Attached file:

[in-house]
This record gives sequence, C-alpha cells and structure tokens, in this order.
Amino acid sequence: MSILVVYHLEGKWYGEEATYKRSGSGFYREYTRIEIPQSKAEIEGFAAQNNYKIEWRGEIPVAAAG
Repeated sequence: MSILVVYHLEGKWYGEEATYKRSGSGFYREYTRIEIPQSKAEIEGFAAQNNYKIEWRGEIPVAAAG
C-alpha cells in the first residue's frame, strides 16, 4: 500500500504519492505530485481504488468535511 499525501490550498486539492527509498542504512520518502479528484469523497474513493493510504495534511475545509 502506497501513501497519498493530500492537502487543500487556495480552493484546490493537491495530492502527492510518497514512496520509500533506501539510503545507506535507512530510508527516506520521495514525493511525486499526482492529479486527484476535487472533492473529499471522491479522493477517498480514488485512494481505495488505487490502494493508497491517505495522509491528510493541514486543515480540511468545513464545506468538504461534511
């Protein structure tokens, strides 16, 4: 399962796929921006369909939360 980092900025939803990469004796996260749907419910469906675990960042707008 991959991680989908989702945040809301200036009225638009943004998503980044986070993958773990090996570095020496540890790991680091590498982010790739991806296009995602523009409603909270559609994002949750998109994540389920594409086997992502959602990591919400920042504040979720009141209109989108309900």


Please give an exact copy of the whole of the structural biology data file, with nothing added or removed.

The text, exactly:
[in-house]
This record gives sequence, C-alpha cells and structure tokens, in this order.
Amino acid sequence: MSILVVYHLEGKWYGEEATYKRSGSGFYREYTRIEIPQSKAEIEGFAAQNNYKIEWRGEIPVAAAG
Repeated sequence: MSILVVYHLEGKWYGEEATYKRSGSGFYREYTRIEIPQSKAEIEGFAAQNNYKIEWRGEIPVAAAG
C-alpha cells in the first residue's frame, strides 16, 4: 500500500504519492505530485481504488468535511 499525501490550498486539492527509498542504512520518502479528484469523497474513493493510504495534511475545509 502506497501513501497519498493530500492537502487543500487556495480552493484546490493537491495530492502527492510518497514512496520509500533506501539510503545507506535507512530510508527516506520521495514525493511525486499526482492529479486527484476535487472533492473529499471522491479522493477517498480514488485512494481505495488505487490502494493508497491517505495522509491528510493541514486543515480540511468545513464545506468538504461534511
């Protein structure tokens, strides 16, 4: 399962796929921006369909939360 980092900025939803990469004796996260749907419910469906675990960042707008 991959991680989908989702945040809301200036009225638009943004998503980044986070993958773990090996570095020496540890790991680091590498982010790739991806296009995602523009409603909270559609994002949750998109994540389920594409086997992502959602990591919400920042504040979720009141209109989108309900």